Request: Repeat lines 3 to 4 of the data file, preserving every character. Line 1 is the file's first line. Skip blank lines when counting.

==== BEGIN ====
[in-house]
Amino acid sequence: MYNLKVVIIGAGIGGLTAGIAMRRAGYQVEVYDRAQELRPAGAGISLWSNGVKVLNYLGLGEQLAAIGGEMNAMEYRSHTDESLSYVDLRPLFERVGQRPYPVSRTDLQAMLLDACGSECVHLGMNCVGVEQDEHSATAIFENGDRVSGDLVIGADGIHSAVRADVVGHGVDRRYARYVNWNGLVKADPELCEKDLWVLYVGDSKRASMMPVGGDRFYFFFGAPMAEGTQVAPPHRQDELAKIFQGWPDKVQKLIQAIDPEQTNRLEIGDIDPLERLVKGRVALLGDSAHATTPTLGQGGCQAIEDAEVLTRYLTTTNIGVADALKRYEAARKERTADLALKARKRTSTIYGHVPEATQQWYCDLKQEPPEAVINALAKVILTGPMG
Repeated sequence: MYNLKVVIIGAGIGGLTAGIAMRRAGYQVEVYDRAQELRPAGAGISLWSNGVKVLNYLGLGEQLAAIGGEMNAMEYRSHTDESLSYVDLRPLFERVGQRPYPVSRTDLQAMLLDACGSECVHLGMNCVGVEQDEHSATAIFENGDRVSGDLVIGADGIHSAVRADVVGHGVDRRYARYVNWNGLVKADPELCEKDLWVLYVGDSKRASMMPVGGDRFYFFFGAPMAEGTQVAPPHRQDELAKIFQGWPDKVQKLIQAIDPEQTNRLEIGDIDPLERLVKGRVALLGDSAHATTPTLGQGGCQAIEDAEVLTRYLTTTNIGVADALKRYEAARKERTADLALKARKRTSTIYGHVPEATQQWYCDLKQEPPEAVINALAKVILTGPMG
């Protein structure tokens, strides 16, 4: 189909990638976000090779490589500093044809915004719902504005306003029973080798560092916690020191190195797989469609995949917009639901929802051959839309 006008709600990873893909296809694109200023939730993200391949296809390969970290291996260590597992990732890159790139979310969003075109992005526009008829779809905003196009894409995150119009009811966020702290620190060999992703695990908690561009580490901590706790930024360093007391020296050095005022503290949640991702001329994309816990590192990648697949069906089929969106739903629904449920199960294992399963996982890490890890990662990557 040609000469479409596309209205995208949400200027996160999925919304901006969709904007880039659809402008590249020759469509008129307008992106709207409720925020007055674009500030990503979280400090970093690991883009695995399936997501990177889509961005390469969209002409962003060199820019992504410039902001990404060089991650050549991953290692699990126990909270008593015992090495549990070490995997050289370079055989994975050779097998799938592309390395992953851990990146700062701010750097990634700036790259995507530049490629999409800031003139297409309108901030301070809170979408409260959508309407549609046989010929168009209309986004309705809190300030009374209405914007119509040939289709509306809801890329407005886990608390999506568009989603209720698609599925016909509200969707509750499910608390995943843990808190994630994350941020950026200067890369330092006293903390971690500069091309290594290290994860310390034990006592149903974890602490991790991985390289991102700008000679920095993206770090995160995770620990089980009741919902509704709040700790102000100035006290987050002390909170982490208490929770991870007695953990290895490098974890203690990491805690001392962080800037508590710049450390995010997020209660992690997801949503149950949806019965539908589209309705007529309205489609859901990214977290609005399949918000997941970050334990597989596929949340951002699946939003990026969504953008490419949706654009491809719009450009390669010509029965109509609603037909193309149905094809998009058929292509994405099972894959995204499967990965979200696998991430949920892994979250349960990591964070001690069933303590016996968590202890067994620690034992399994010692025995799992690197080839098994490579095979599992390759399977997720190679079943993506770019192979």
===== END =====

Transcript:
Repeated sequence: MYNLKVVIIGAGIGGLTAGIAMRRAGYQVEVYDRAQELRPAGAGISLWSNGVKVLNYLGLGEQLAAIGGEMNAMEYRSHTDESLSYVDLRPLFERVGQRPYPVSRTDLQAMLLDACGSECVHLGMNCVGVEQDEHSATAIFENGDRVSGDLVIGADGIHSAVRADVVGHGVDRRYARYVNWNGLVKADPELCEKDLWVLYVGDSKRASMMPVGGDRFYFFFGAPMAEGTQVAPPHRQDELAKIFQGWPDKVQKLIQAIDPEQTNRLEIGDIDPLERLVKGRVALLGDSAHATTPTLGQGGCQAIEDAEVLTRYLTTTNIGVADALKRYEAARKERTADLALKARKRTSTIYGHVPEATQQWYCDLKQEPPEAVINALAKVILTGPMG
């Protein structure tokens, strides 16, 4: 189909990638976000090779490589500093044809915004719902504005306003029973080798560092916690020191190195797989469609995949917009639901929802051959839309 006008709600990873893909296809694109200023939730993200391949296809390969970290291996260590597992990732890159790139979310969003075109992005526009008829779809905003196009894409995150119009009811966020702290620190060999992703695990908690561009580490901590706790930024360093007391020296050095005022503290949640991702001329994309816990590192990648697949069906089929969106739903629904449920199960294992399963996982890490890890990662990557 040609000469479409596309209205995208949400200027996160999925919304901006969709904007880039659809402008590249020759469509008129307008992106709207409720925020007055674009500030990503979280400090970093690991883009695995399936997501990177889509961005390469969209002409962003060199820019992504410039902001990404060089991650050549991953290692699990126990909270008593015992090495549990070490995997050289370079055989994975050779097998799938592309390395992953851990990146700062701010750097990634700036790259995507530049490629999409800031003139297409309108901030301070809170979408409260959508309407549609046989010929168009209309986004309705809190300030009374209405914007119509040939289709509306809801890329407005886990608390999506568009989603209720698609599925016909509200969707509750499910608390995943843990808190994630994350941020950026200067890369330092006293903390971690500069091309290594290290994860310390034990006592149903974890602490991790991985390289991102700008000679920095993206770090995160995770620990089980009741919902509704709040700790102000100035006290987050002390909170982490208490929770991870007695953990290895490098974890203690990491805690001392962080800037508590710049450390995010997020209660992690997801949503149950949806019965539908589209309705007529309205489609859901990214977290609005399949918000997941970050334990597989596929949340951002699946939003990026969504953008490419949706654009491809719009450009390669010509029965109509609603037909193309149905094809998009058929292509994405099972894959995204499967990965979200696998991430949920892994979250349960990591964070001690069933303590016996968590202890067994620690034992399994010692025995799992690197080839098994490579095979599992390759399977997720190679079943993506770019192979």